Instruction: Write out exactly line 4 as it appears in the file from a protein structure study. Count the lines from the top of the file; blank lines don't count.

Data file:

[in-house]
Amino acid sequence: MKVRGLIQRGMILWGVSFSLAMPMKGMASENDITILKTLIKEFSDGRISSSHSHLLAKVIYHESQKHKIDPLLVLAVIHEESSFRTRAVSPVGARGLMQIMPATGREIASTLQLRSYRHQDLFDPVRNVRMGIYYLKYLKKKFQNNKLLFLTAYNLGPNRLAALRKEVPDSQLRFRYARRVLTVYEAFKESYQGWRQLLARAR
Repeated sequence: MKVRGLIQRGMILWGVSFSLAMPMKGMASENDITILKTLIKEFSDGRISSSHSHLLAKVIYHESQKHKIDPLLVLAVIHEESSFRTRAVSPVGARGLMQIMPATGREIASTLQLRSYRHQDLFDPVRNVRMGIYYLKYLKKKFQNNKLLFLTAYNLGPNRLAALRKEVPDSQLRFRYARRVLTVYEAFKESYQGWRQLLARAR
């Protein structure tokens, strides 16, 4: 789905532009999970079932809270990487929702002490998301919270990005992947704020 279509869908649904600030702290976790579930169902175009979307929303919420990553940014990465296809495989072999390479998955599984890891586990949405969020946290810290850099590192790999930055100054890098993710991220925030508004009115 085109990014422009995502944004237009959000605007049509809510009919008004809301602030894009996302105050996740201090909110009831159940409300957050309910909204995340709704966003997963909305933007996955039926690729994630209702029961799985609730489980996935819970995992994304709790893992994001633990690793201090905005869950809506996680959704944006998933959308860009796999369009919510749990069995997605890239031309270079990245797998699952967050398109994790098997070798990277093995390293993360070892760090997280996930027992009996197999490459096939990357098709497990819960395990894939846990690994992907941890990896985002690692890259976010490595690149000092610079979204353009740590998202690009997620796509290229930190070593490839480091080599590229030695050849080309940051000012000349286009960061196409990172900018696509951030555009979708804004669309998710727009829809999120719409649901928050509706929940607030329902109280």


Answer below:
């Protein structure tokens, strides 16, 4: 789905532009999970079932809270990487929702002490998301919270990005992947704020 279509869908649904600030702290976790579930169902175009979307929303919420990553940014990465296809495989072999390479998955599984890891586990949405969020946290810290850099590192790999930055100054890098993710991220925030508004009115 085109990014422009995502944004237009959000605007049509809510009919008004809301602030894009996302105050996740201090909110009831159940409300957050309910909204995340709704966003997963909305933007996955039926690729994630209702029961799985609730489980996935819970995992994304709790893992994001633990690793201090905005869950809506996680959704944006998933959308860009796999369009919510749990069995997605890239031309270079990245797998699952967050398109994790098997070798990277093995390293993360070892760090997280996930027992009996197999490459096939990357098709497990819960395990894939846990690994992907941890990896985002690692890259976010490595690149000092610079979204353009740590998202690009997620796509290229930190070593490839480091080599590229030695050849080309940051000012000349286009960061196409990172900018696509951030555009979708804004669309998710727009829809999120719409649901928050509706929940607030329902109280």